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The Social raises funds needed to stay open, while Music Venue Trust hits out at landlords of the now closed Cellar

By | Published on Thursday 21 March 2019

The Social

London music venue The Social has passed its crowdfunding target, eight days after announcing that it had two weeks to raise £95,000 or it would be forced to close down.

As the venue reached its 20th anniversary, management their announced that the operator of a cocktail and wine bar chain had made an offer to the leaseholders of the building where The Social is situated to take over its space. With the venue already under pressure from rising rents, the crowdfunding campaign was launched in order to buy a controlling stake in the lease, thus securing its future.

Saying that the campaign had received a “genuinely staggering response”, the venue’s managers told nearly 1500 backers: “The £95,000 was to help take the bar off the market and secure a stake in the lease which would give us a share of the business. Your incredibly generous pledges have stopped any potential sale and given us breathing space”.

The funding goal has now been extended to £150,000, with a deadline now set for mid-April. If this new target is reached, say the venue’s owners, the extra funds will be used to “do some essential bar improvements and give us time to effectively plan how to finance the next 20 years of The Social”.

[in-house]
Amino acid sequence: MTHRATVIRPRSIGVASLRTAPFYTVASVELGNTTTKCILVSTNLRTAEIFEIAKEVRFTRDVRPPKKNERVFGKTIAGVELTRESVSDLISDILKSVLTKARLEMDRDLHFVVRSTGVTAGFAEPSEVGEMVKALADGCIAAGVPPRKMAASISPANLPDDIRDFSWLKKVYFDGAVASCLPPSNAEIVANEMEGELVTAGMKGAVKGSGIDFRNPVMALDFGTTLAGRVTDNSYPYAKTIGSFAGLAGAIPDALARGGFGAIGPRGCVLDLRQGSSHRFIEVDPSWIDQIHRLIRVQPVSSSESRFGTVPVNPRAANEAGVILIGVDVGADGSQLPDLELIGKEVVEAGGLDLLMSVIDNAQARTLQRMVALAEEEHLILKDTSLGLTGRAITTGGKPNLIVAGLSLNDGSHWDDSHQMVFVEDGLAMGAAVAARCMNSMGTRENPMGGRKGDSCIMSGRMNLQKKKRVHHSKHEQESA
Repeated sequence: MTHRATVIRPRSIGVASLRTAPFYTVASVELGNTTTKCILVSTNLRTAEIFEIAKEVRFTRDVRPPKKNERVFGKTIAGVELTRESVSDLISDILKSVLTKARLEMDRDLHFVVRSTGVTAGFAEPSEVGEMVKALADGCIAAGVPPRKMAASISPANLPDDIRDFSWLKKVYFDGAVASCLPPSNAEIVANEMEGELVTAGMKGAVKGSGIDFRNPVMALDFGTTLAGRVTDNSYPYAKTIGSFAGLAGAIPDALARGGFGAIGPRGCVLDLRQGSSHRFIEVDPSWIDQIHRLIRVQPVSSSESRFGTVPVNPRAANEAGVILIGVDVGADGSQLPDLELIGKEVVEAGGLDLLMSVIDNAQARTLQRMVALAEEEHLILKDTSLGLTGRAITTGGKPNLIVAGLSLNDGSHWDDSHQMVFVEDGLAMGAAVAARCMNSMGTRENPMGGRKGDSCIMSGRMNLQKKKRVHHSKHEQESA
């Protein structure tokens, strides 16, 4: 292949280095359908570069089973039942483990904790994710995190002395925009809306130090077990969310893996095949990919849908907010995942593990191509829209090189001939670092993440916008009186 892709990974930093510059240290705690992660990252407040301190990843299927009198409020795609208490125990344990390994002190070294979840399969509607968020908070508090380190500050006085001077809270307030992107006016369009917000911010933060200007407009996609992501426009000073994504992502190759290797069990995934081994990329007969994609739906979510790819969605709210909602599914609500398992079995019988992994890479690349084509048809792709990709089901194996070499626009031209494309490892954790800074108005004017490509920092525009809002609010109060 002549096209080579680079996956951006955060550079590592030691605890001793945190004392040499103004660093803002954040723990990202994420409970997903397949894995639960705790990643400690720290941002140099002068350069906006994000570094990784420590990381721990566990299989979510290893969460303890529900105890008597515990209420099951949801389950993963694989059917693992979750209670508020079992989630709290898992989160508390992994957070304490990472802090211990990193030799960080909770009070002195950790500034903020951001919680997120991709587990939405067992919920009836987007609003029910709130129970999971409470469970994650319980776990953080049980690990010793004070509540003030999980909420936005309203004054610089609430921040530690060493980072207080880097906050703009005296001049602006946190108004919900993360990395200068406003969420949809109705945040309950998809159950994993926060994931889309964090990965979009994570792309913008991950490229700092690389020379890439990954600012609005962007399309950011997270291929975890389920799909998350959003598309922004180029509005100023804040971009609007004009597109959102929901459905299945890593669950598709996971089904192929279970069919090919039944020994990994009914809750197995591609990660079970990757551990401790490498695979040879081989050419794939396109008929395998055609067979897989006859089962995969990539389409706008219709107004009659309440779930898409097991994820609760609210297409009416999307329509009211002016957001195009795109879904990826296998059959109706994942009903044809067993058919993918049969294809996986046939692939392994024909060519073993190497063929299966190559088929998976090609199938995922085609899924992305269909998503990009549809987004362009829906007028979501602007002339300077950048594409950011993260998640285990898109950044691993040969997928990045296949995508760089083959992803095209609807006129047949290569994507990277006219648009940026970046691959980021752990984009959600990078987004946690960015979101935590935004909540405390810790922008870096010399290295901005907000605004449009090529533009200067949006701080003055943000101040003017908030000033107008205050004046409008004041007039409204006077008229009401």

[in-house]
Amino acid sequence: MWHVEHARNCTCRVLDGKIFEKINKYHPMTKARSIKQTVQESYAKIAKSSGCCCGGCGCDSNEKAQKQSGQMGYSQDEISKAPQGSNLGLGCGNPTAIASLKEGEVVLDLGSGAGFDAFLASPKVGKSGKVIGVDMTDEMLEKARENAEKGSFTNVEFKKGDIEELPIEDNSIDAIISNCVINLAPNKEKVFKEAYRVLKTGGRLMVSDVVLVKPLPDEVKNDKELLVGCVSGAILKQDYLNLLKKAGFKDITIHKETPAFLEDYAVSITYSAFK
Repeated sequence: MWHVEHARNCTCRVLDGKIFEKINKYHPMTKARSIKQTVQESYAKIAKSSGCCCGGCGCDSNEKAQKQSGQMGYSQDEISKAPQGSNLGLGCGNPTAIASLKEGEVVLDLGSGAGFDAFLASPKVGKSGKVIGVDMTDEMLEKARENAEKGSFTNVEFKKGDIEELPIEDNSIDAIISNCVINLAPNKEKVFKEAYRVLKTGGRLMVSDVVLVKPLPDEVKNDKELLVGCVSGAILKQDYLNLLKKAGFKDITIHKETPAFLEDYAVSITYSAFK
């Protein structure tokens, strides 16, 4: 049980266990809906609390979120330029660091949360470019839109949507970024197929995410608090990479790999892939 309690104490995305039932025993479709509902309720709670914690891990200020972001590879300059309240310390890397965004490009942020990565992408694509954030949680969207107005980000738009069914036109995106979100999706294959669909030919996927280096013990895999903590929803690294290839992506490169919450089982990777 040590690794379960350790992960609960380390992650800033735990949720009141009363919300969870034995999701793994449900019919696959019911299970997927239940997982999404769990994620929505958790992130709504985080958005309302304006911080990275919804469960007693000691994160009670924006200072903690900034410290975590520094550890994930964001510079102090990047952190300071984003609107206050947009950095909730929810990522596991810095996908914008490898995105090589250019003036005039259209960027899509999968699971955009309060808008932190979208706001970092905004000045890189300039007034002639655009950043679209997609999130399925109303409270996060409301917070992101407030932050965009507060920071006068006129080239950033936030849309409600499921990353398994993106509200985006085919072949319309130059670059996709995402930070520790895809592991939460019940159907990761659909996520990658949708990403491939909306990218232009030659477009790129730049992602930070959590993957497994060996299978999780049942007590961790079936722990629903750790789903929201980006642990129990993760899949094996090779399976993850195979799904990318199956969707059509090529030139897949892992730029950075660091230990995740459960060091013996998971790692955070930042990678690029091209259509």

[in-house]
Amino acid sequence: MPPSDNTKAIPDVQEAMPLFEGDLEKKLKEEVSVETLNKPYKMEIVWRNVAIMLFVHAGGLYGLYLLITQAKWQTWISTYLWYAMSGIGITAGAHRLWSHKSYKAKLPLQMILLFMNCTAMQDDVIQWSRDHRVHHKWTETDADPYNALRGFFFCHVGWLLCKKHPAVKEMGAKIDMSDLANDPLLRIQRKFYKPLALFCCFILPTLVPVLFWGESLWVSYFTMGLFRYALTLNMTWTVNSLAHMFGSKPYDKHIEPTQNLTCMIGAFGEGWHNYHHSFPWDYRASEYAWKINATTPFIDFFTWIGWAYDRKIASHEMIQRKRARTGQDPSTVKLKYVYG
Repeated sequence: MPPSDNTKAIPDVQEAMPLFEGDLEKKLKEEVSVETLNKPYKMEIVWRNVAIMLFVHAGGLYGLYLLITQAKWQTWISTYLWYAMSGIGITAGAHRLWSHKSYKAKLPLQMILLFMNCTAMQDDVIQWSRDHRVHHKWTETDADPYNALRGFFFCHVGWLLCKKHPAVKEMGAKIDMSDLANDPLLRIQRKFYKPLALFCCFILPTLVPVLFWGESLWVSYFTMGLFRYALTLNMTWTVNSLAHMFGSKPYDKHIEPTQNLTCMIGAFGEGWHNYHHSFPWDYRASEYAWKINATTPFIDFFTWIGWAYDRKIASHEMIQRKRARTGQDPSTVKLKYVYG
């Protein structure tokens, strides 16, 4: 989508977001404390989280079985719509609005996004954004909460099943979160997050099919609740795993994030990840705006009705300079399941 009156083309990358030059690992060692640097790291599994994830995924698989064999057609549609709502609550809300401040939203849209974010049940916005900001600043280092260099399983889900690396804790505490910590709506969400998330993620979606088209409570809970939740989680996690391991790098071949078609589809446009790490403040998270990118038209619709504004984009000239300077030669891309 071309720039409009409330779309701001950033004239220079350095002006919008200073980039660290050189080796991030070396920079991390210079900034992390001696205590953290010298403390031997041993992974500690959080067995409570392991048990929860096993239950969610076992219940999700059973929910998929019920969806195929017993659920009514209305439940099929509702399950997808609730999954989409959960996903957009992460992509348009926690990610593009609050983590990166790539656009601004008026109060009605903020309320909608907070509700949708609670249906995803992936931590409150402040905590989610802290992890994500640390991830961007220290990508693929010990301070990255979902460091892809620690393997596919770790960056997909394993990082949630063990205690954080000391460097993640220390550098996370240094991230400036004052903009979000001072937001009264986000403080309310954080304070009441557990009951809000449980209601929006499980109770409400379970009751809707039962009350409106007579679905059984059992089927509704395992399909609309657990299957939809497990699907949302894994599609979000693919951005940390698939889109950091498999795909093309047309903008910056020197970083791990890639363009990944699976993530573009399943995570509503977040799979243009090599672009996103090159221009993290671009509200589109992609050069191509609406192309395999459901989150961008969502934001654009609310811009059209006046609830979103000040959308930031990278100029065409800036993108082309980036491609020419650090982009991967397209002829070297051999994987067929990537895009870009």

Outside the online campaign, there will also be a number of fundraising events at the venue, starting with a Fatboy Slim DJ set this Saturday.

Elsewhere in grassroots venue news, the Music Venue Trust has hit out at a statement made by the charity group that owns the building that housed, until last week, The Cellar in Oxford. Going all Theresa May in distancing itself from recent disappointing developments, the St Michael’s And All Saints’ Charities claimed to have bent over backwards to help the Hopkins family, who operated The Cellar venue for 40 years.

“At the forefront of the minds of the Charities is the music scene in Oxford”, it said in a statement to the Oxford Mail. “To this end we have made considerable changes to our plans for the building, at a cost to us and our beneficiaries, to enable the premises to continue to be used as a music venue. On top of that we have offered to pay for the works required to make the premises safe, notwithstanding these were works for which the tenant was responsible. The funds raised through crowdfunding could then have been used for other much needed improvements to the venue”.

Insisting that it had made “generous concessions”, the charity said that it could not then offer a deal on rent at a cost that the Hopkins family felt was affordable.

“Now that The Cellar has made the decision to close its doors, we are looking to find an alternative and quality tenant to carry on the much loved music scene in Oxford”, the landlords went on. “Keen interest has been expressed by other parties wishing to run a music venue and we hope that before long, music will once again return to the Cellar, in safety”.